From the Summit County Citizens Voice (Bob Berwyn):
The designation would require more in-depth review of any proposed activities that could affect water supplies. Of special concern is uranium mining near Hartsel, as well as potential development of oil and gas resources. The designation could also result in buffers and other protective measures.
Gaining the EPA designation is a multi-step process beginning Sept. 11 with a meeting of the local environmental advisory board. Citizens will offer a petition requesting the South Park county commissioners to sponsor a formal request for the designation to regional, state and federal authorities. Get an overview of the regional sole source aquifer program at this EPA website. To qualify, an aquifer must supply at least 50 percent of the drinking water consumed in the area overlying the aquifer. EPA guidelines also stipulate that these areas can have no alternative drinking water source that could physically, legally, and economically supply all those who depend upon the aquifer for drinking water.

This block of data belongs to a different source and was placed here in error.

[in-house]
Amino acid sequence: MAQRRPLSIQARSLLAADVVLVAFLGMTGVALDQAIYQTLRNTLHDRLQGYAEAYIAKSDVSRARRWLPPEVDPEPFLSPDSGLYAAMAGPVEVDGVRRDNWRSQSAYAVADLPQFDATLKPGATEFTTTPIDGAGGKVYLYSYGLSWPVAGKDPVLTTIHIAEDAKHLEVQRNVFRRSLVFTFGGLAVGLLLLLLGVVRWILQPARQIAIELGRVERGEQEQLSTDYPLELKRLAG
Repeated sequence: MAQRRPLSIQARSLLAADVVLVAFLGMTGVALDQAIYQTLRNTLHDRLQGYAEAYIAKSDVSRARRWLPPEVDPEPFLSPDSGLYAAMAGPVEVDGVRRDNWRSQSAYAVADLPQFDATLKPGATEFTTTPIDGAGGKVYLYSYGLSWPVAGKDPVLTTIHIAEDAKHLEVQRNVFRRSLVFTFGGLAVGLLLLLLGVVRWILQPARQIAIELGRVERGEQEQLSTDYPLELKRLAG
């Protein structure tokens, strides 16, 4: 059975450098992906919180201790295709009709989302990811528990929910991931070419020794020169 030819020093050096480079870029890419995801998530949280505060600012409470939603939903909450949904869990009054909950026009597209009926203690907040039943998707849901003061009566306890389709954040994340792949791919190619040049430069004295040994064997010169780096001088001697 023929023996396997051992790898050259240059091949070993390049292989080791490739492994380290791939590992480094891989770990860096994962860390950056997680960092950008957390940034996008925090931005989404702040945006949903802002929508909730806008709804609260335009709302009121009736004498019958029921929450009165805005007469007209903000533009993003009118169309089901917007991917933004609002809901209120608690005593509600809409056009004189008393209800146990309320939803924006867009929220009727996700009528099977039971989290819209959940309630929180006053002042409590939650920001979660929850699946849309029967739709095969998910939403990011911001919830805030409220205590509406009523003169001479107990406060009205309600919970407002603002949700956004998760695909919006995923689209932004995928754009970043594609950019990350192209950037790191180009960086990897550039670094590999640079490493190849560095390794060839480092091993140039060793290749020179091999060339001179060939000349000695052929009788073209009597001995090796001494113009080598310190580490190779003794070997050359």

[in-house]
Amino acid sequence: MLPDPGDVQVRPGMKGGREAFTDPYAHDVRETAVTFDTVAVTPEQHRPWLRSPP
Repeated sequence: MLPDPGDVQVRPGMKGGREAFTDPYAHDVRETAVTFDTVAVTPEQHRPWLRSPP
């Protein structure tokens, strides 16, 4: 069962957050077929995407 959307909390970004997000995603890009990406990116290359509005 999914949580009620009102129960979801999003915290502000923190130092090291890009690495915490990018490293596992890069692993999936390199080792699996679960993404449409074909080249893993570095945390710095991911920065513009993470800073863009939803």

As part of the petitioning process, South Park residents are also asking for an immediate moratorium on all mineral leasing activity until there are comprehensive studies on the relationship between ground water and mineral resource development.
There are currently no designated sole source aquifers in Colorado, but there are several in surrounding states, including Montana and Utah. For example, the Missoula Valley aquifer is protected because it provides 100 percent of Missoula’s drinking water. Information on regional sole source aquifers is online here.